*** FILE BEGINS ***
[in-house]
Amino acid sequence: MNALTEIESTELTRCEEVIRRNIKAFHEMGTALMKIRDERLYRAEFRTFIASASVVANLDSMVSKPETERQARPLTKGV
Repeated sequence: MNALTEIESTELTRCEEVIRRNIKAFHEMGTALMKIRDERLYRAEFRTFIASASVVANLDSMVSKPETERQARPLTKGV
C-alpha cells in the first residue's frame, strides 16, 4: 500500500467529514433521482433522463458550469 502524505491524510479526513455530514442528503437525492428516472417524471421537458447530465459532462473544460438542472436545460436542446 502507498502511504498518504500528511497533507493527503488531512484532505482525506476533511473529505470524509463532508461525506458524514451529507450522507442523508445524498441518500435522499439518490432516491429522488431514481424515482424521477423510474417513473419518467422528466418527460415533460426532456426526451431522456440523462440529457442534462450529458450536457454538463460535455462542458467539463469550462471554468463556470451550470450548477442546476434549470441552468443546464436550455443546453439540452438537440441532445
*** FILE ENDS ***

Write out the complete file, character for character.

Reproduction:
[in-house]
Amino acid sequence: MNALTEIESTELTRCEEVIRRNIKAFHEMGTALMKIRDERLYRAEFRTFIASASVVANLDSMVSKPETERQARPLTKGV
Repeated sequence: MNALTEIESTELTRCEEVIRRNIKAFHEMGTALMKIRDERLYRAEFRTFIASASVVANLDSMVSKPETERQARPLTKGV
C-alpha cells in the first residue's frame, strides 16, 4: 500500500467529514433521482433522463458550469 502524505491524510479526513455530514442528503437525492428516472417524471421537458447530465459532462473544460438542472436545460436542446 502507498502511504498518504500528511497533507493527503488531512484532505482525506476533511473529505470524509463532508461525506458524514451529507450522507442523508445524498441518500435522499439518490432516491429522488431514481424515482424521477423510474417513473419518467422528466418527460415533460426532456426526451431522456440523462440529457442534462450529458450536457454538463460535455462542458467539463469550462471554468463556470451550470450548477442546476434549470441552468443546464436550455443546453439540452438537440441532445